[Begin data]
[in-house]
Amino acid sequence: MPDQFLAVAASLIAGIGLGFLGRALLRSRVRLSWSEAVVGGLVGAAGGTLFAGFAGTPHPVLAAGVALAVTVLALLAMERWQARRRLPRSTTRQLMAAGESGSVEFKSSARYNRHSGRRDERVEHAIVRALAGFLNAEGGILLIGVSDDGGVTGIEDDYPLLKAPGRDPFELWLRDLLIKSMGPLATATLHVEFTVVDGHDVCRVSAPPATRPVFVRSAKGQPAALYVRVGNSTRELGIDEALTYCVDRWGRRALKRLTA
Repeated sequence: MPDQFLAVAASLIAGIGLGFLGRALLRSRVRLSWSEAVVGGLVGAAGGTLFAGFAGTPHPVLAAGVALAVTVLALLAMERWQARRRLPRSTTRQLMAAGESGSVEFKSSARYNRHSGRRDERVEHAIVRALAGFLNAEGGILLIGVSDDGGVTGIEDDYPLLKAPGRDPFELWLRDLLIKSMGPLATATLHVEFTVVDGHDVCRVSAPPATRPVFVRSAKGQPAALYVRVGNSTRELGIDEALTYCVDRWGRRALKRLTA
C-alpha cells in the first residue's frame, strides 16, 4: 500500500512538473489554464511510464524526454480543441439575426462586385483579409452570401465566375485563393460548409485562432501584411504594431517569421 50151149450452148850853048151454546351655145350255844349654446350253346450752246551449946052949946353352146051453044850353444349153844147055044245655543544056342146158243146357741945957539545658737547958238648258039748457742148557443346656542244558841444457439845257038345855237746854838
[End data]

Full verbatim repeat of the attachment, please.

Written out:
[in-house]
Amino acid sequence: MPDQFLAVAASLIAGIGLGFLGRALLRSRVRLSWSEAVVGGLVGAAGGTLFAGFAGTPHPVLAAGVALAVTVLALLAMERWQARRRLPRSTTRQLMAAGESGSVEFKSSARYNRHSGRRDERVEHAIVRALAGFLNAEGGILLIGVSDDGGVTGIEDDYPLLKAPGRDPFELWLRDLLIKSMGPLATATLHVEFTVVDGHDVCRVSAPPATRPVFVRSAKGQPAALYVRVGNSTRELGIDEALTYCVDRWGRRALKRLTA
Repeated sequence: MPDQFLAVAASLIAGIGLGFLGRALLRSRVRLSWSEAVVGGLVGAAGGTLFAGFAGTPHPVLAAGVALAVTVLALLAMERWQARRRLPRSTTRQLMAAGESGSVEFKSSARYNRHSGRRDERVEHAIVRALAGFLNAEGGILLIGVSDDGGVTGIEDDYPLLKAPGRDPFELWLRDLLIKSMGPLATATLHVEFTVVDGHDVCRVSAPPATRPVFVRSAKGQPAALYVRVGNSTRELGIDEALTYCVDRWGRRALKRLTA
C-alpha cells in the first residue's frame, strides 16, 4: 500500500512538473489554464511510464524526454480543441439575426462586385483579409452570401465566375485563393460548409485562432501584411504594431517569421 50151149450452148850853048151454546351655145350255844349654446350253346450752246551449946052949946353352146051453044850353444349153844147055044245655543544056342146158243146357741945957539545658737547958238648258039748457742148557443346656542244558841444457439845257038345855237746854838